The first commercial supercomputer cooled with hot water from the IBM consumes 40% less power

22 June 2012 | In Engineering and science | 459 views | By

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ibm supermuc swissThe Leibniz Supercomputing Centre (LRZ), in conjunction with IBM, today announced the first supercomputer cooled with hot water commercially available. It counts with an effective and high-performance system designed to help researchers and industrial institutions throughout Europe to investigate and solve some of the scientific challenges more daunting task.


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Timeline: IBM's History and Future in Water Cooled Computing (1966-2060)

The new SuperMUC system of LRZ was drawn up with IBM servers System x iDataPlex dx360 Direct Water Cooled M4 with more than 150.000 cores in order to deliver a peak performance of up to three petaflops, the equivalent work of more than 110.000 computers -personal. Simplifying, three billion people using a pocket calculator would have to play a million operations per second each to achieve a performance equivalent to SuperMUC. In addition, a new and revolutionary way of technology hot water cooling invented by IBM allows the system to be prepared 10 times more compact, substantially improving peak performance while consuming 40 percent less energy than a similar machine with fan cooling.

“This year, all the electricity consumed by State-financed institutions in Germany are forced to buy power   100% sustainable,” said Prof. Dr, Arndt Bode, Chairman of the Board of the Leibniz Supercomputing Centre. “The SuperMUC will   help us to maintain our commitment to providing, at the same time, the best system in its class to the scientific community to test theories, design experiments and predict results as ever seen.”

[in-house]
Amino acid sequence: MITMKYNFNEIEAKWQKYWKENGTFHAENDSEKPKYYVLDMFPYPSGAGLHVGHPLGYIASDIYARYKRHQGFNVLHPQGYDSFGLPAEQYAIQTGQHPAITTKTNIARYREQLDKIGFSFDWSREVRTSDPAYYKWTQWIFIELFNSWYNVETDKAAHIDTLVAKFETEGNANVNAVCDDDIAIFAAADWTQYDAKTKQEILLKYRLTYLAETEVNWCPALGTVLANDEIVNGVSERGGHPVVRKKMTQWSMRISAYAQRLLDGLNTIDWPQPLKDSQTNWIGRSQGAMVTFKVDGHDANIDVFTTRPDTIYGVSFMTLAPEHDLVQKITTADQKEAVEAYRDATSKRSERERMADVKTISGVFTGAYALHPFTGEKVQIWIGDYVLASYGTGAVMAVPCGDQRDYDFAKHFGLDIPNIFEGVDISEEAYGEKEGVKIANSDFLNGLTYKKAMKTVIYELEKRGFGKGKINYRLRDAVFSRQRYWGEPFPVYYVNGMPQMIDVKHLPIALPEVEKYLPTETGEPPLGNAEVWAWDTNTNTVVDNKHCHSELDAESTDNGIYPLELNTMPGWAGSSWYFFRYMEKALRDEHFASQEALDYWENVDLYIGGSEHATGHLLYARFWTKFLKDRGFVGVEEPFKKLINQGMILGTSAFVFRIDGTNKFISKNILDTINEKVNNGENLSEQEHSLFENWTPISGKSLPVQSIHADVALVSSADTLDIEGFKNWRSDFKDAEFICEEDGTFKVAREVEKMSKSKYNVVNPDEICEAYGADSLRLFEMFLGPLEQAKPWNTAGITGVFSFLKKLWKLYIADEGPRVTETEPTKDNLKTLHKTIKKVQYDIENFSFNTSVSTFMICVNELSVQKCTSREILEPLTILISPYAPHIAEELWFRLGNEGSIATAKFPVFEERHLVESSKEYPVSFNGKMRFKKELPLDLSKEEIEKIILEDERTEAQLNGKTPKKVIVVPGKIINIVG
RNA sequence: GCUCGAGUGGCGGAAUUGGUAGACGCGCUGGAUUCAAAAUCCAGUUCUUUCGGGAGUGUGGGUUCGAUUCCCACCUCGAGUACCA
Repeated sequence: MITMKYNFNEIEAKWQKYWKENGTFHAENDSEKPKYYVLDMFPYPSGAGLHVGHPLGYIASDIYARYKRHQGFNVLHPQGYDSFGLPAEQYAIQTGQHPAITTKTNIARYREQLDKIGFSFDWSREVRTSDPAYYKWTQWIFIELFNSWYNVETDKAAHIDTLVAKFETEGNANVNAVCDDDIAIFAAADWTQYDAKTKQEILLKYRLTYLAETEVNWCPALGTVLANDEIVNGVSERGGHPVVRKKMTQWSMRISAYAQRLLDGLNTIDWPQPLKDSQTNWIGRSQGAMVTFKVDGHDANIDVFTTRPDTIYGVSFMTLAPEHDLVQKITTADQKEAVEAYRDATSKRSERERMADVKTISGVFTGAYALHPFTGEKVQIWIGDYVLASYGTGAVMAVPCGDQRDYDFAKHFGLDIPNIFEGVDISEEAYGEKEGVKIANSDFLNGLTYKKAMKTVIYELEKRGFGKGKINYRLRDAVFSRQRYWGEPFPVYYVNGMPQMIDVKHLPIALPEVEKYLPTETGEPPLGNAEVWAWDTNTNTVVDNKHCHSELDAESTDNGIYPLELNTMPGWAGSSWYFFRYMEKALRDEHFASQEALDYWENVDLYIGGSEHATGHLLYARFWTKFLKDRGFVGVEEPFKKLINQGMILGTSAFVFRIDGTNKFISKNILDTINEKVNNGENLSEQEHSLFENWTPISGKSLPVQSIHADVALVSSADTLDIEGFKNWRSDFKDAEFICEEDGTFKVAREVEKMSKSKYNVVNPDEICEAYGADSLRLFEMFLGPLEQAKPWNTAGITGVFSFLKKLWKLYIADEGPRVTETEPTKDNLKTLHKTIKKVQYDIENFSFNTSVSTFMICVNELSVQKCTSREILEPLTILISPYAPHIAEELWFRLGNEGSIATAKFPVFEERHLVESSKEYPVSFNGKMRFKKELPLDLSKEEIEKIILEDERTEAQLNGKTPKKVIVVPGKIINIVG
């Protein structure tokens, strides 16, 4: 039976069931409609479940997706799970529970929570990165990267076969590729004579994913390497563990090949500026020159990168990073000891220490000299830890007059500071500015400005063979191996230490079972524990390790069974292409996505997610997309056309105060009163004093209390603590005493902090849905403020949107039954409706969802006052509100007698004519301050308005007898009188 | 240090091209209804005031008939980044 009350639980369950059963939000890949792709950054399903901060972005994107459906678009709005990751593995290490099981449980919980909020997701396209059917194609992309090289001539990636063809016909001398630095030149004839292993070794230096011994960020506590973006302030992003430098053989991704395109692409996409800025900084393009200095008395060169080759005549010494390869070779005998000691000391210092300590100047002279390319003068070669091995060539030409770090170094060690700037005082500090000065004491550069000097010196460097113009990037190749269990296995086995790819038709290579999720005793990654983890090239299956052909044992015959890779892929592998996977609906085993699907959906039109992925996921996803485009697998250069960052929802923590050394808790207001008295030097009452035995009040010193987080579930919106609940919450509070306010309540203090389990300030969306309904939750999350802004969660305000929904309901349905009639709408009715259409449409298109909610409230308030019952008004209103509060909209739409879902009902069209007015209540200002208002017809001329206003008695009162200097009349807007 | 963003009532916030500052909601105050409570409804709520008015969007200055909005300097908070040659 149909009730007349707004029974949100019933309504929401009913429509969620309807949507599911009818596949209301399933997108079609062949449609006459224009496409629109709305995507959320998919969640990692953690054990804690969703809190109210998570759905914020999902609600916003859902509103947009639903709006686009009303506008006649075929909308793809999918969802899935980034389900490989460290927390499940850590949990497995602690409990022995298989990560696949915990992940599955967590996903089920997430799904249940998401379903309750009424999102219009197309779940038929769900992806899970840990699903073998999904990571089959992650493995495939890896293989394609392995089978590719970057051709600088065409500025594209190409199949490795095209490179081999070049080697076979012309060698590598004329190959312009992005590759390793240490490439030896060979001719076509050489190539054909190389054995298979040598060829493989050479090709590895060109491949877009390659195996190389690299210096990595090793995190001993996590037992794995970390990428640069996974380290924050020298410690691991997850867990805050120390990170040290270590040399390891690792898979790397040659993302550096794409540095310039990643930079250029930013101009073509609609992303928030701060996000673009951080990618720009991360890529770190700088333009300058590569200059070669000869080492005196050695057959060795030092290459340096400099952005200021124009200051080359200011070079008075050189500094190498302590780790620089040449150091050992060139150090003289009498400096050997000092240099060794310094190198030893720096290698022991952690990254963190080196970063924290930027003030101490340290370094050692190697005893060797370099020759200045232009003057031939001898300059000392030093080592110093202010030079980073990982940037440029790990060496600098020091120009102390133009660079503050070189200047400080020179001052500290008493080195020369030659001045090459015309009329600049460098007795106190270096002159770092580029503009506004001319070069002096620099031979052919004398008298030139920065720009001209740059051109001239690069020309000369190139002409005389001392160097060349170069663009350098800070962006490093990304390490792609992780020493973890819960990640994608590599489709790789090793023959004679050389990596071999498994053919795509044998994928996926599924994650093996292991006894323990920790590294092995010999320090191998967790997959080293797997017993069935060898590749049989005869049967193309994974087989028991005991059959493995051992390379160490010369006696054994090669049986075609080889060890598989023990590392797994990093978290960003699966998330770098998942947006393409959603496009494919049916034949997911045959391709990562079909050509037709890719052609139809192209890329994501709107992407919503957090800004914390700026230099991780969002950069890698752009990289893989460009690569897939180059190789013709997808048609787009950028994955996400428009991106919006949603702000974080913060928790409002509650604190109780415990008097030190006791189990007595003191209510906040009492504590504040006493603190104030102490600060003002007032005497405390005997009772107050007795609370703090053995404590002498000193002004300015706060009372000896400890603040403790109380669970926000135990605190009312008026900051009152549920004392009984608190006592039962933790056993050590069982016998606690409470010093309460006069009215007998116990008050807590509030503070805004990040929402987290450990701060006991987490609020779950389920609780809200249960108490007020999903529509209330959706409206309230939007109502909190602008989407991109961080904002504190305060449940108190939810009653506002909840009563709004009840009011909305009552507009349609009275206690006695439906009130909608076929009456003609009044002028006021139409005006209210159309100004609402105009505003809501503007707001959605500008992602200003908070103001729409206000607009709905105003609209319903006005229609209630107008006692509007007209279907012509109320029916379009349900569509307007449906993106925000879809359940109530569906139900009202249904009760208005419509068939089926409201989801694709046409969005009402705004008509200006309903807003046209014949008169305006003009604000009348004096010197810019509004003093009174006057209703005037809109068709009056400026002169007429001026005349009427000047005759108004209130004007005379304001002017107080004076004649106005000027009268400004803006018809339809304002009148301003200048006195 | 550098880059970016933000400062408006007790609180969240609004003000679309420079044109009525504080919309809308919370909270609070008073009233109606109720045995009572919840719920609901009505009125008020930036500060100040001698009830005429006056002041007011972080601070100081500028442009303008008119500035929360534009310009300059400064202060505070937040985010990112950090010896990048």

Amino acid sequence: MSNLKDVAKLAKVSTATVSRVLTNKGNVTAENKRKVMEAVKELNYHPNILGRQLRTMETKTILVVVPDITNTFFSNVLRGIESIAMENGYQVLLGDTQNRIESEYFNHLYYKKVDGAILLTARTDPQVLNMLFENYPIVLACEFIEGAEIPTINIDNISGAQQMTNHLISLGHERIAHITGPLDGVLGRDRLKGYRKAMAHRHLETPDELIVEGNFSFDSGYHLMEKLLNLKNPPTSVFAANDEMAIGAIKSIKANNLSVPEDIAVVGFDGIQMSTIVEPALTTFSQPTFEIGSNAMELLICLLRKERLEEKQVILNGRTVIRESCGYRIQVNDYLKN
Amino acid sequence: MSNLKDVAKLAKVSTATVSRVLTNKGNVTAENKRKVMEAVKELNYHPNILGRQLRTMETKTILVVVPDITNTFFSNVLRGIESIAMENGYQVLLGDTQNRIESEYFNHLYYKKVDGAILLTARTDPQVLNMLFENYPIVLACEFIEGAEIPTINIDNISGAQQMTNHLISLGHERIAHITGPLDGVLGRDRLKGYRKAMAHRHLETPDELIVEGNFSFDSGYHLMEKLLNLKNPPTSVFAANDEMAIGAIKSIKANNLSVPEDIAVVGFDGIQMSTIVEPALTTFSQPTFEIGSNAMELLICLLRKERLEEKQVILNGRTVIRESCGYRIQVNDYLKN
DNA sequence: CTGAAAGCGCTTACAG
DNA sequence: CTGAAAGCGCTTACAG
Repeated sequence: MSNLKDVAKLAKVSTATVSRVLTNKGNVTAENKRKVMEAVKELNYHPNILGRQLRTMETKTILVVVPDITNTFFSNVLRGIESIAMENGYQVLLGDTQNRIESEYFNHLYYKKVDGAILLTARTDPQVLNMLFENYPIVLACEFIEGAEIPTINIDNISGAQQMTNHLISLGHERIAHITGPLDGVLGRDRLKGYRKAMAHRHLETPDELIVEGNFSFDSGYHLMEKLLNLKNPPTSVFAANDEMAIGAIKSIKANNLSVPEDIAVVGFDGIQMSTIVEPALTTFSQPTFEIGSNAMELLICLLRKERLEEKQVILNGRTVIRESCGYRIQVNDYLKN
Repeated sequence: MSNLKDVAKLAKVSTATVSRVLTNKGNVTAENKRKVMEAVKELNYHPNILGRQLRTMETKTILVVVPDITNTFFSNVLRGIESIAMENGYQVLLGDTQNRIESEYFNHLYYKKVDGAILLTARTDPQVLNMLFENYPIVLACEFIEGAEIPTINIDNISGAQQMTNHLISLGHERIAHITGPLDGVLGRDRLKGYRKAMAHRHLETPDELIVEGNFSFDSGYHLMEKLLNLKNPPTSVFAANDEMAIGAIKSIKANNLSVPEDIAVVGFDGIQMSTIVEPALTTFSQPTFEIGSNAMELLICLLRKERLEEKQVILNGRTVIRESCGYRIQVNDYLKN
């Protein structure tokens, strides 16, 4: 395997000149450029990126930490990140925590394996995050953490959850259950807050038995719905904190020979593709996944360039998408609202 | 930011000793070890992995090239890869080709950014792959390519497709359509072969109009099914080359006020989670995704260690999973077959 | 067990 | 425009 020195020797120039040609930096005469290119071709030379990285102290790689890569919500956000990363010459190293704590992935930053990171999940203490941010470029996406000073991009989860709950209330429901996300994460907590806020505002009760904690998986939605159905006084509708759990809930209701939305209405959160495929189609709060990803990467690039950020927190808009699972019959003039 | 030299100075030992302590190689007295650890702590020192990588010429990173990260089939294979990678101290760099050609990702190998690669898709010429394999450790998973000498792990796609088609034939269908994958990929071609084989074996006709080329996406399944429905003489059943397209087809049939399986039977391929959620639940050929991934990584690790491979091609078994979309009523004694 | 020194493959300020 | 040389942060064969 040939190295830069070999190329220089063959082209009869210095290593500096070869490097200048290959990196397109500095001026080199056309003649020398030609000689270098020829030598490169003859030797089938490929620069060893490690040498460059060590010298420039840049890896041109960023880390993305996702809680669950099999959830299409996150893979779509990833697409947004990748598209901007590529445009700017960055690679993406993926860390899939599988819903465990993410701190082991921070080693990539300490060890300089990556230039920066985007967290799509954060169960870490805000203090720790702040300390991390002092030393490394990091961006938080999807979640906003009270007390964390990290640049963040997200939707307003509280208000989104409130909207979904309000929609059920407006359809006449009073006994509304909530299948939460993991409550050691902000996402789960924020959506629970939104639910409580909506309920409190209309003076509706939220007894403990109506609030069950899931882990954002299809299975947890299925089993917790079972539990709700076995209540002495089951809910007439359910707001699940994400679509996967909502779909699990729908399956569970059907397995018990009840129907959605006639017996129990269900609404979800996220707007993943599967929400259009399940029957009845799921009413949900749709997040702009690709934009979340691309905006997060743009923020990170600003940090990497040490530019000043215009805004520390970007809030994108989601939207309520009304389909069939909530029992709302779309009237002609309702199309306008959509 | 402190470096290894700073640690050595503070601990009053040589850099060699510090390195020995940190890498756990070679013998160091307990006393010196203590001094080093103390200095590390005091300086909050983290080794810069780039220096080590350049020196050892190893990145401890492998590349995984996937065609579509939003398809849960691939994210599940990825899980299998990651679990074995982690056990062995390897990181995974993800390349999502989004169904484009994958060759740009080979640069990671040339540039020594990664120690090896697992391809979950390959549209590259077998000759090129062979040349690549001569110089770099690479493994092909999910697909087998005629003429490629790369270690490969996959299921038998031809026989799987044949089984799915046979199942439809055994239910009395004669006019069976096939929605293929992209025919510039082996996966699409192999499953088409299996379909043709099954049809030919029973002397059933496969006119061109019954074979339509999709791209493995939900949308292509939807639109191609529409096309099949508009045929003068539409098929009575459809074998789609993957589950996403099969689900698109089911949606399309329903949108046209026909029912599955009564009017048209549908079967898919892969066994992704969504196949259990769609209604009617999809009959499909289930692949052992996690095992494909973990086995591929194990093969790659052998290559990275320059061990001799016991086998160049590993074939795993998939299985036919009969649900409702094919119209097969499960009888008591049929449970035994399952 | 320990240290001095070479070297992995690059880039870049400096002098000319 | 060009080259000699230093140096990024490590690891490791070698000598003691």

Pioneering cooling technology with hot water

Currently, until 50 percent of energy consumption and carbon footprint of a data center cooled by fan is not caused by computing, and Yes, by feeding the necessary cooling systems. Scientists and developers of IBM decided to address this challenge with an innovative concept of cooling with hot water, which eliminates the need for cooling systems of conventional data centers.The cooling technology with hot water from the IBM  ’ directly cools the active components in the system, such as processors and memory modules, with cooling temperatures that can reach up to 113 degrees Fahrenheit, or 45 degrees Celsius.

“As we continue with our long-term vision of a data center with zero emission, We can, Finally, achieve a reduction of up to a million times the size of SuperMUC, so that it can be reduced to the size of a computer desktop with a much higher efficiency than today,” said Dr. Bruno Michel, Manager advanced thermal packaging at IBM Research.

The SuperMUC combines its cooling capacity with hot water, that removes the heat 4.000 more efficient than air, with 18.000 Intel Xeon processors with energy efficiency. In addition to helping with the scientific breakthrough, the integration of hot water and cooling systems management software-oriented dynamic application IBM allows energy to be captured and reused to heat the buildings during the winter in the vast campus of the Leibniz Supercomputing Centre – a saving of one million euros (  $ 1 .25 million) per year.

The most powerful supercomputer in Europe

The SuperMUC system is the fastest computer in Europe, According to the TOP500 list of computers the world's fastest announced today.   This performance will be used to boost   a wide range of research – Since stimulation of blood flow behind a heart valve, even the quietest aircraft planning to dig our insights in geophysics, including understanding earthquakes.   the SuperMUC system is also connected to display systems,  including a large wall of stereoscopic   4 k and a power   virtual reality environment or artificial   CAVE of five sides to show 3D datasets   field, including the Earth Science, Astronomy and medicine.

The LRZ is the computer Center for the universities of Munich and the Bavarian Academy of Sciences and Humanities. She takes care of scientific data network in Munich, offers a wide range of data services, and provides computer facilities for the scientific community across Europe.

The new SuperMUC System Center is the largest in Europe and one of the most effective systems of the world. It is part of the   infrastructure for high-performance computing partnership for Advanced Computing in Europe (PRACE) for researchers and industrial institutions throughout Europe. The supercomputer is jointly funded by the federal Government   of Germany and the State of Bavaria. He   will be officially opened in July 2012 in the Leibniz Supercomputing Centre in Garching, Germany.

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